Researchers are correcting a widely covered study that suggested chronic use of pot might not put users at risk of problems later in life.
It turns out that initial, unexpected finding — covered by Newsweek, The Washington Post, Quartz, and (of course) The Stoner’s Cookbook (now known as HERB) — wasn’t quite right, and a reanalysis found users had a small uptick in risk for psychosis. The authors have issued a lengthy correction in Psychology of Addictive Behaviors that includes some supplemental analysis, too.
Not surprisingly, the study’s findings engendered some controversy, which prompted the authors to reanalyze their data, collected from 408 males with varying levels of marijuana use, who were followed from their teens into their 30s.
Now, an American Psychological Association press release that accompanied the initial findings in August contains an editors note explaining why those aren’t quite correct:
The study referenced below has been corrected because of a statistical error that affected some of the findings. The article reported that chronic teen marijuana use did not appear to be linked to several physical or mental health issues later in life, including psychotic disorders. However, a re-analysis of the raw data found that teen marijuana users did have an increased risk for psychotic disorders compared to non-users, while the other findings remained unchanged.
That same press release had admitted that the findings — which said pot did NOT put users at risk for problems like asthma, cancer, allergies, and a suite of other health problems — contradicted some prior research:
“What we found was a little surprising,” said lead researcher Jordan Bechtold, PhD, a psychology research fellow at the University of Pittsburgh Medical Center. “There were no differences in any of the mental or physical health outcomes that we measured regardless of the amount or frequency of marijuana used during adolescence.”
“Chronic Adolescent Marijuana Use as a Risk Factor for Physical and Mental Health Problems in Young Adult Men” was published August 3, 2015 by Psychology of Addictive Behaviors. It has been cited once, according to Thomson Scientific’s Web of Knowledge.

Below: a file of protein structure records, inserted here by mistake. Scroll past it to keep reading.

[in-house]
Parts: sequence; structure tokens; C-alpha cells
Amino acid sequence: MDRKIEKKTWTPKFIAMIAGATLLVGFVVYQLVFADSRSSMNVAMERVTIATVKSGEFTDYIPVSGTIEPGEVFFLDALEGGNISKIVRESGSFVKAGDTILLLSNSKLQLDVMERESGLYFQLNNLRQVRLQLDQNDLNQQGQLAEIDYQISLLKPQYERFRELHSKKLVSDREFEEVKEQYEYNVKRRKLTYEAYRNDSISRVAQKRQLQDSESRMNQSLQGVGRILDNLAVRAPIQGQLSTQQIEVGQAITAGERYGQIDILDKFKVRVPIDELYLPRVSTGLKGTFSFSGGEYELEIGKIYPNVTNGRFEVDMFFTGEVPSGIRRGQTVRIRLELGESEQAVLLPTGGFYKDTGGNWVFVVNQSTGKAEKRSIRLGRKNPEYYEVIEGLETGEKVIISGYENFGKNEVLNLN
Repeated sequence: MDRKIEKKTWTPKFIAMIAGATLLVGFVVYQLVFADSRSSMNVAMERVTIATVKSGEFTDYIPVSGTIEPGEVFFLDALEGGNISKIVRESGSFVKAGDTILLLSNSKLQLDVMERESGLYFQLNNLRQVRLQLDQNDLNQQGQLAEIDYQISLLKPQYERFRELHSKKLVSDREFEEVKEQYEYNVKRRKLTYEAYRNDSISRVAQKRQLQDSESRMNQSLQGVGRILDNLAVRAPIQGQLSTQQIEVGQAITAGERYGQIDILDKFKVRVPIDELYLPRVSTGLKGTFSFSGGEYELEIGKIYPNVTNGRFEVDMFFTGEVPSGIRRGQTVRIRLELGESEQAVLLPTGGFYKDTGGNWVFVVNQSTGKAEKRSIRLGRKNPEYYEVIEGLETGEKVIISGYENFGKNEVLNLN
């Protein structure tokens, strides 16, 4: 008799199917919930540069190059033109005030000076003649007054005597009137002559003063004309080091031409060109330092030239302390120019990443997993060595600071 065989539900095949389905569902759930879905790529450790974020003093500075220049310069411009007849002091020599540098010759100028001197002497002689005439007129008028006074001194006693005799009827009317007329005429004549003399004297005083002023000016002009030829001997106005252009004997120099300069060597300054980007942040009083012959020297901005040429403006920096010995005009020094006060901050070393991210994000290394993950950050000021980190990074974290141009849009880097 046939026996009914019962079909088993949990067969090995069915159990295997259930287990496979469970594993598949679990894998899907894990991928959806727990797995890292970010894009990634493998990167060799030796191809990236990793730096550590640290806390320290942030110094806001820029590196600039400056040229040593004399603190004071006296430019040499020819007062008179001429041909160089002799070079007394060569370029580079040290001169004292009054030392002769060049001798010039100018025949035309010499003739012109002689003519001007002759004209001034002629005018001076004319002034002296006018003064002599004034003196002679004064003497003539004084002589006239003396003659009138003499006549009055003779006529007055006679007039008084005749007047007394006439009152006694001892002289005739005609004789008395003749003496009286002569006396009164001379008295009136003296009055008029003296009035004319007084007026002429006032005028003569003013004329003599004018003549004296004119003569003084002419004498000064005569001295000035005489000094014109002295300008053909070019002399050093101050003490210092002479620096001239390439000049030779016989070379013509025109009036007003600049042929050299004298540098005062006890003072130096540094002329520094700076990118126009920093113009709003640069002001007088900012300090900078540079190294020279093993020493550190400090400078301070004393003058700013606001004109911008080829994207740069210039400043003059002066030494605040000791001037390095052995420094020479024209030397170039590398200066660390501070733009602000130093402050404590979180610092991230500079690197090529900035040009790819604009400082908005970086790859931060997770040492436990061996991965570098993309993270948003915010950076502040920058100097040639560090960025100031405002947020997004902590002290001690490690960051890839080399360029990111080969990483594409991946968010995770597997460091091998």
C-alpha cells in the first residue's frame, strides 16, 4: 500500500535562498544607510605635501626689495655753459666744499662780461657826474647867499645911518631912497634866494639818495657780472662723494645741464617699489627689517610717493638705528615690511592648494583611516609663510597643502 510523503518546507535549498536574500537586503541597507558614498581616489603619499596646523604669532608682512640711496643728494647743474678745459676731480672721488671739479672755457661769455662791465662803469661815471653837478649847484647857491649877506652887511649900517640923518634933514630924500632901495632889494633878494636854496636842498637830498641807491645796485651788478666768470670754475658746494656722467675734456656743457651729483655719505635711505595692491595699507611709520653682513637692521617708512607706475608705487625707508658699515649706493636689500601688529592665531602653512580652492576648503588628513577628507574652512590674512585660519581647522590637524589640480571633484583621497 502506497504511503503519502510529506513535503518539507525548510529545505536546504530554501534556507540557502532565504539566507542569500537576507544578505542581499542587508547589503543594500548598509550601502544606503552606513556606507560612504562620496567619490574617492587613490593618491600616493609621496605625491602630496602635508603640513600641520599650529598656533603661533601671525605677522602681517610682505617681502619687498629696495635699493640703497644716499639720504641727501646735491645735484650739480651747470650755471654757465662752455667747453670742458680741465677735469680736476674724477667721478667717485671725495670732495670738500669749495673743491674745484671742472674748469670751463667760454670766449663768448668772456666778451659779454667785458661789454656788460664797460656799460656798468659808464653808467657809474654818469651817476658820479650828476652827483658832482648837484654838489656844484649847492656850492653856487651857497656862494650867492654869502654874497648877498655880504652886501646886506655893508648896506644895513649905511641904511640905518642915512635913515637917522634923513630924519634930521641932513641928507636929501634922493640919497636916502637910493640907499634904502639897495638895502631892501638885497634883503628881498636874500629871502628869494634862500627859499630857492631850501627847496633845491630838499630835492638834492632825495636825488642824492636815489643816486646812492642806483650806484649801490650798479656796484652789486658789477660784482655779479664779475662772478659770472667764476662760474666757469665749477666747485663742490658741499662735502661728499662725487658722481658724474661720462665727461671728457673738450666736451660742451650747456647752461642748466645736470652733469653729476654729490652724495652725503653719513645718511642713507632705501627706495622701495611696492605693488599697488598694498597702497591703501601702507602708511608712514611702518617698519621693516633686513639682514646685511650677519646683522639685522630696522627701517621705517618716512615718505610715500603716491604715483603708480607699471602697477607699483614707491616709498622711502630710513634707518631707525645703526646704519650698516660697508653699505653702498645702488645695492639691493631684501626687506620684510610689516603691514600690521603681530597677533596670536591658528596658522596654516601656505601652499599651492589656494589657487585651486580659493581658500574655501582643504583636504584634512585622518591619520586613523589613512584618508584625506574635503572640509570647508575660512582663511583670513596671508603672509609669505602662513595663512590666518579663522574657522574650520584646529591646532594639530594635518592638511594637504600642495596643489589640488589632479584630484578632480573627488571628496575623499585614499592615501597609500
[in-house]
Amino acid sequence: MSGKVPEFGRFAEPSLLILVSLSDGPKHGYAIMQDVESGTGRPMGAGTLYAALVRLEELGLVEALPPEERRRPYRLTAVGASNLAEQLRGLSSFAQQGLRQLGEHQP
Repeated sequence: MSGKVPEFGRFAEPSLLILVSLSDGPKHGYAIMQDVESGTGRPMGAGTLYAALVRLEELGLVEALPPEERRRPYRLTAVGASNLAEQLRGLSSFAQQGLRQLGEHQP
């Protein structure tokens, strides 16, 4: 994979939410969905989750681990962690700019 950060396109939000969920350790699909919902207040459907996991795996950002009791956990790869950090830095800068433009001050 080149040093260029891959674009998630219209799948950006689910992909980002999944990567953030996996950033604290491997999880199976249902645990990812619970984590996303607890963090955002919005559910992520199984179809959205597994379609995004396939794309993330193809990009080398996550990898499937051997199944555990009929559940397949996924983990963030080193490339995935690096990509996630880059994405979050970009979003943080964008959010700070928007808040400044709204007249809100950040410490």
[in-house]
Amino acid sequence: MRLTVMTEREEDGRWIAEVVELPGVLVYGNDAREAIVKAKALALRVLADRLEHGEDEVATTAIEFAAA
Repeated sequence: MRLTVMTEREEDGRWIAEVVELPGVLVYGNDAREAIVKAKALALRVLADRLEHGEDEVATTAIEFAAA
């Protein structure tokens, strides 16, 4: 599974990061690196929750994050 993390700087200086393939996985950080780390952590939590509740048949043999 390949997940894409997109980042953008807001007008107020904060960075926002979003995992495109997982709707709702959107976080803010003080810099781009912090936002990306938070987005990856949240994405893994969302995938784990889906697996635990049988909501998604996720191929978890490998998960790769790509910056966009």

The full correction, on the final page of the PDF of the article, explains that the “results from this study generated considerable controversy, including requests for supplemental analyses.” These supplementary analysis provided generally the same results, with the one twist:
This reanalysis suggests that, in general, the three marijuana-using groups combined were not significantly different from the low/no use group on the health outcomes. The group difference on psychotic disorder approached statistical significance and would have been significant if a more liberal test (i.e., one-tailed) was utilized.
In the correction, the author provide data from a supplemental analysis, and reiterated the limitations of the study:
(a) The sample included young men who were using marijuana in the late 1990s and early 2000s and THC content has risen recently; (b) data were obtained from self-reports; (c) power was low, particularly for low base-rate outcomes, such as psychotic disorders; and (d) causal and even temporal inference in observational studies is inherently limited.
And they point to some of the conflicting research:
It is important to keep in mind that many other studies have found associations between heavy marijuana use and various mental and physical health problems, particularly psychotic disorders (Semple, McIntosh, & Lawrie, 2005; Volkow, Baler, Compton, & Weiss, 2014; Wilkinson, Radhakrishnan, & D’Souza, 2014).
Editor’s note 1/21/16 2:10 p.m. eastern: The Washington Post story about the original paper includes an update reporting the authors’ clarification, which says it was issued in December, 2015.
Update 1/24/16 8:16 p.m. eastern: The APA has updated its editor’s note to the original press release about the study. (Thanks to WNYC for noting this.) The new text — which notes the findings about psychosis did not reach statistical significance — reads as follows:
EDITOR’S NOTE: A clarification of the study referenced below was issued because of controversy surrounding the findings. The original article reported there was not a statistically significant difference among four groups of males who exhibited varying patterns of teenage marijuana use in relation to several physical and mental health issues later in life, including psychotic disorders. Because of the controversy, the authors were asked to conduct a different set of analyses that compared teens who were infrequent or nonusers of marijuana to a combined group of teens who used marijuana regularly over multiple years. Although these supplemental analyses indicated that teens who engaged in frequent marijuana use had a higher probability of meeting criteria for a psychotic disorder than infrequent/nonusers by their 30s, this difference did not reach statistical significance using a two-tailed test (p=.09).
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